As a native of Southwestern Michigan, albeit one who hasn't lived there in over a decade, I've recently discovered something in the corner of my home state more rare than a patch of morels in August: a couple of really good restaurants. Now considering my mother owns and operates a wonderful restaurant in the area (Bistro 120 in Paw Paw), her establishment is excluded from my criticism, in fact for over a decade it has been one of the few eating places in hundreds of square miles worth paying to eat at. But like much of the rest of rural America, Western Michigan has been over-run by chain restaurants and, just as bad, independent restaurants serving chain restaurant food (everything out of a Sysco Foods box, into the deep-fat fryer). However, last week I came across a shimmer of hope for the residents of this area who are interested in food that is actually made by the people cooking it, rather than in a processing facility hundreds of miles away. The Journeyman Cafe and Su Casa Cantina in Fennville, Michigan are doing something special for an area of Michigan that desperately needs establishments cooking genuine food.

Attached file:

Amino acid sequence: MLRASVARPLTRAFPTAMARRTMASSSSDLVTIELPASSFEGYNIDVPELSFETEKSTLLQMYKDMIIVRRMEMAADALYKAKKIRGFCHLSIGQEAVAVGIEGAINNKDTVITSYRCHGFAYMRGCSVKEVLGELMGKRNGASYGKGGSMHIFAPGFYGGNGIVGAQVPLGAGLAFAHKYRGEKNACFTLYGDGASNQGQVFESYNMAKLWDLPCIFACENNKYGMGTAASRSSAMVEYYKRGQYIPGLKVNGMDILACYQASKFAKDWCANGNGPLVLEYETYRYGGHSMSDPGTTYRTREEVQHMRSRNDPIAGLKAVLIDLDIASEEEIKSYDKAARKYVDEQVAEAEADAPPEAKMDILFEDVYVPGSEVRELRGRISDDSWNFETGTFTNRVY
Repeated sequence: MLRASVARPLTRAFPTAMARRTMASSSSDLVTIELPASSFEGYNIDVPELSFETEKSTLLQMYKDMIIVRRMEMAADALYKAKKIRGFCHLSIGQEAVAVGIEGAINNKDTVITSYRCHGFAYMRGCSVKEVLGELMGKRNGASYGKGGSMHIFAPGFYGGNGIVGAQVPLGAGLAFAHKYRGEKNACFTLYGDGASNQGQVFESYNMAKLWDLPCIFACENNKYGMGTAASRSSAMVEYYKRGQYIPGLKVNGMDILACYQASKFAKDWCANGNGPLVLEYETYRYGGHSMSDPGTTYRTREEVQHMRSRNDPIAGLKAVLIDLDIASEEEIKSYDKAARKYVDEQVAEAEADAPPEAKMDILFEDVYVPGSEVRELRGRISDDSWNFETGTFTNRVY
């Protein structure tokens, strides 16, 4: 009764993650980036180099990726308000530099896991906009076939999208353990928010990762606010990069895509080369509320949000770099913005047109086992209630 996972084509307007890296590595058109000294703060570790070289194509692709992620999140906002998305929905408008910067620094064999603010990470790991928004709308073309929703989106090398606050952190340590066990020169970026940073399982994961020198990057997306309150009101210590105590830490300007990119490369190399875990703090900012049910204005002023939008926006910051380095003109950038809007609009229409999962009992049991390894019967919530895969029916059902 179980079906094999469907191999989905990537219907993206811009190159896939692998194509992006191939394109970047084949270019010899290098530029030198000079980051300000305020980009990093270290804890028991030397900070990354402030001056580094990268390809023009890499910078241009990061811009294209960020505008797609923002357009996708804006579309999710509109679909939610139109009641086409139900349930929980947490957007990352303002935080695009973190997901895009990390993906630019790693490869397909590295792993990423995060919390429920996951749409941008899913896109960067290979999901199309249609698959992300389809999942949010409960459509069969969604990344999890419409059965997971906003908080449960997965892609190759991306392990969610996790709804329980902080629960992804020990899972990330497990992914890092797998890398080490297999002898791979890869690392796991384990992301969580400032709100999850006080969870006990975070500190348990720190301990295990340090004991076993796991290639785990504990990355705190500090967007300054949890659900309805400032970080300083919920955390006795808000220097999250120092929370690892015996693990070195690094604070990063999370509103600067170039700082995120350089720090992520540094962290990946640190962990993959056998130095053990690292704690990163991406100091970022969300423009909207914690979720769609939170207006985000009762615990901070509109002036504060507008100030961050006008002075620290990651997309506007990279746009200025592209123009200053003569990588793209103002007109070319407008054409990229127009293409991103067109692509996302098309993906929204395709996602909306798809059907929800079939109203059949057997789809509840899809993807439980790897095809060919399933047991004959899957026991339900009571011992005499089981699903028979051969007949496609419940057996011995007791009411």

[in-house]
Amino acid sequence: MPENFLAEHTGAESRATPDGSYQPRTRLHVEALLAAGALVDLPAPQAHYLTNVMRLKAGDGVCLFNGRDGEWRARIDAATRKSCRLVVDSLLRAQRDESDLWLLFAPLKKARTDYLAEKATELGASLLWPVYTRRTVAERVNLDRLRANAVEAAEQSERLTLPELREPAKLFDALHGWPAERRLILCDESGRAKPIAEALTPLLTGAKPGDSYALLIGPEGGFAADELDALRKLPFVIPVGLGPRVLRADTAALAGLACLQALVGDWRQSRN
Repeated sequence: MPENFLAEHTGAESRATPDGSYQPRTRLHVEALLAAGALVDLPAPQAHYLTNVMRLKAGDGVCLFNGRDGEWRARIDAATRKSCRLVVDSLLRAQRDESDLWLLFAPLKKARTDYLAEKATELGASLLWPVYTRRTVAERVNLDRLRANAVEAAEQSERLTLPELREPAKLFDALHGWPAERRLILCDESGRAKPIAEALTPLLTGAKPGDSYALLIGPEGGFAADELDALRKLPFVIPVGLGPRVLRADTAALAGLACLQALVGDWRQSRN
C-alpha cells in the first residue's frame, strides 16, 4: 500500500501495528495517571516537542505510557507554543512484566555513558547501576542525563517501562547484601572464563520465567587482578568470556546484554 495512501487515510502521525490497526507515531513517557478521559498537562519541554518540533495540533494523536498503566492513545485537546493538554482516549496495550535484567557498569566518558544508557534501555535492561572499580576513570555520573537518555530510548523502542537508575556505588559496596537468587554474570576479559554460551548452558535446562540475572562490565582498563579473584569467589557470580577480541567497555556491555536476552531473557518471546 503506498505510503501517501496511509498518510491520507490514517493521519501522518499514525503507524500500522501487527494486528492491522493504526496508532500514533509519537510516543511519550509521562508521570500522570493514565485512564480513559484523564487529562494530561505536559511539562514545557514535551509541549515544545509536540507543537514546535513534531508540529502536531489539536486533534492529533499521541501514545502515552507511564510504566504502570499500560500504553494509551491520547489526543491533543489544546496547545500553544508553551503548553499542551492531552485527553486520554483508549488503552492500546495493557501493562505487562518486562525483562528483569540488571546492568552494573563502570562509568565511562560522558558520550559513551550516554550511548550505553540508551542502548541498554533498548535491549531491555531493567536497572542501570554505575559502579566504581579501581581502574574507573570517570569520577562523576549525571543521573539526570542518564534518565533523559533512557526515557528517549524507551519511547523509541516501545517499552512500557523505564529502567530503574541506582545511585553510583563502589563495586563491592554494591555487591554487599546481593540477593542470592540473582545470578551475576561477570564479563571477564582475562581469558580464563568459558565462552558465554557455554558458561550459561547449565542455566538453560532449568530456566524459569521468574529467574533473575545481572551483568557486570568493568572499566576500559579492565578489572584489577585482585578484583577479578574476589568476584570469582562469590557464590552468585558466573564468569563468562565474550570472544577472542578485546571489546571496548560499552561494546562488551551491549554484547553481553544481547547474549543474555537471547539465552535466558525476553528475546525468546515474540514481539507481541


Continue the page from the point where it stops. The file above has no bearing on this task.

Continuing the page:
The Journeyman is a small cafe in the heart of this struggling town, just 15 minutes from the more vibrant Saugatuck-Douglas. It's not unlike the kind of place you'd expect to find in a recently gentrified area of a large city; the first enterprise of a risk-taker who by starting small and running it tight can create the kind of business they want. The really special thing about The Journeyman is that while the space is spartan and utilitarian, the ingredients they use are as special as they come. In fact, I first heard about it from a local organic farmer who sells The Journeyman's artisanal bread at the Saugatuck Farmer's Market (the seedy salt loaf is especially delicious). They've accepted the additional expense of using organic produce and naturally-raised meats while catering to an audience that largely doesn't appreciate them, or more importantly, want to pay for them. And they're doing it serving dishes like housemade braunschweiger and guanciale (cured pork jowl) from the salumeria of Armandino Batali (Mario's father), hard-core stuff for an urban audience let alone one in a town with a single traffic light (which only flashes yellow).